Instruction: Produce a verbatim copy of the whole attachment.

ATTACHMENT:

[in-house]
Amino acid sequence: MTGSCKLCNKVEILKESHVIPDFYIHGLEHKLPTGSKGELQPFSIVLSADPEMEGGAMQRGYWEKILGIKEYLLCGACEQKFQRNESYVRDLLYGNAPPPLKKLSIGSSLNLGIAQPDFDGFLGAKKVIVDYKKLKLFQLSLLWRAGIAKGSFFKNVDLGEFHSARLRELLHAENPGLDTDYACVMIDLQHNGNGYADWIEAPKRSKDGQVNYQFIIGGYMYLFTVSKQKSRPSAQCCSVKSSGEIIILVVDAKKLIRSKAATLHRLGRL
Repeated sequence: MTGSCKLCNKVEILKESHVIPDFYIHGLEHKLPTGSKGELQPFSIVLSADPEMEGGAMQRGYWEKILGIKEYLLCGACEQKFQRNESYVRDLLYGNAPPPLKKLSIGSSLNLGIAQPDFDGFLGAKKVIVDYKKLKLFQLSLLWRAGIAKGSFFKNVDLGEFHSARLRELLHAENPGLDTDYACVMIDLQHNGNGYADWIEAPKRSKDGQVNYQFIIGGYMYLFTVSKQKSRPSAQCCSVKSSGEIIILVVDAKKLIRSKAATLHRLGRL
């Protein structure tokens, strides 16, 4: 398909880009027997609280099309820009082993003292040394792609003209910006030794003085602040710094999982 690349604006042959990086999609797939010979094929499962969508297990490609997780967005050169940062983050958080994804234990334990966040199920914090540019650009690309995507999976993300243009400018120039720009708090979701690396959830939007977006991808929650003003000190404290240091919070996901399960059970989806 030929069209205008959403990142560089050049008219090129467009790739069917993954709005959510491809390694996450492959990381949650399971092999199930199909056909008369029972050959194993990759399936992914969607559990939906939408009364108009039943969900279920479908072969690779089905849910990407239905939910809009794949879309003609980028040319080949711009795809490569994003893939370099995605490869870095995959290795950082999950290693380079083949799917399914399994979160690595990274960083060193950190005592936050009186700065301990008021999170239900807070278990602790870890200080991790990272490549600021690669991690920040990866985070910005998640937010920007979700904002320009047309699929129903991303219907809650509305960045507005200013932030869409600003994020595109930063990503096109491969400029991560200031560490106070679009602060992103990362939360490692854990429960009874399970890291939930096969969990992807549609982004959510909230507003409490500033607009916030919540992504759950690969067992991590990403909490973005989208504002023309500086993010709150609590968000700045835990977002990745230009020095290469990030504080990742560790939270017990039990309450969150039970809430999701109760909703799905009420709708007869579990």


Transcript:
[in-house]
Amino acid sequence: MTGSCKLCNKVEILKESHVIPDFYIHGLEHKLPTGSKGELQPFSIVLSADPEMEGGAMQRGYWEKILGIKEYLLCGACEQKFQRNESYVRDLLYGNAPPPLKKLSIGSSLNLGIAQPDFDGFLGAKKVIVDYKKLKLFQLSLLWRAGIAKGSFFKNVDLGEFHSARLRELLHAENPGLDTDYACVMIDLQHNGNGYADWIEAPKRSKDGQVNYQFIIGGYMYLFTVSKQKSRPSAQCCSVKSSGEIIILVVDAKKLIRSKAATLHRLGRL
Repeated sequence: MTGSCKLCNKVEILKESHVIPDFYIHGLEHKLPTGSKGELQPFSIVLSADPEMEGGAMQRGYWEKILGIKEYLLCGACEQKFQRNESYVRDLLYGNAPPPLKKLSIGSSLNLGIAQPDFDGFLGAKKVIVDYKKLKLFQLSLLWRAGIAKGSFFKNVDLGEFHSARLRELLHAENPGLDTDYACVMIDLQHNGNGYADWIEAPKRSKDGQVNYQFIIGGYMYLFTVSKQKSRPSAQCCSVKSSGEIIILVVDAKKLIRSKAATLHRLGRL
């Protein structure tokens, strides 16, 4: 398909880009027997609280099309820009082993003292040394792609003209910006030794003085602040710094999982 690349604006042959990086999609797939010979094929499962969508297990490609997780967005050169940062983050958080994804234990334990966040199920914090540019650009690309995507999976993300243009400018120039720009708090979701690396959830939007977006991808929650003003000190404290240091919070996901399960059970989806 030929069209205008959403990142560089050049008219090129467009790739069917993954709005959510491809390694996450492959990381949650399971092999199930199909056909008369029972050959194993990759399936992914969607559990939906939408009364108009039943969900279920479908072969690779089905849910990407239905939910809009794949879309003609980028040319080949711009795809490569994003893939370099995605490869870095995959290795950082999950290693380079083949799917399914399994979160690595990274960083060193950190005592936050009186700065301990008021999170239900807070278990602790870890200080991790990272490549600021690669991690920040990866985070910005998640937010920007979700904002320009047309699929129903991303219907809650509305960045507005200013932030869409600003994020595109930063990503096109491969400029991560200031560490106070679009602060992103990362939360490692854990429960009874399970890291939930096969969990992807549609982004959510909230507003409490500033607009916030919540992504759950690969067992991590990403909490973005989208504002023309500086993010709150609590968000700045835990977002990745230009020095290469990030504080990742560790939270017990039990309450969150039970809430999701109760909703799905009420709708007869579990």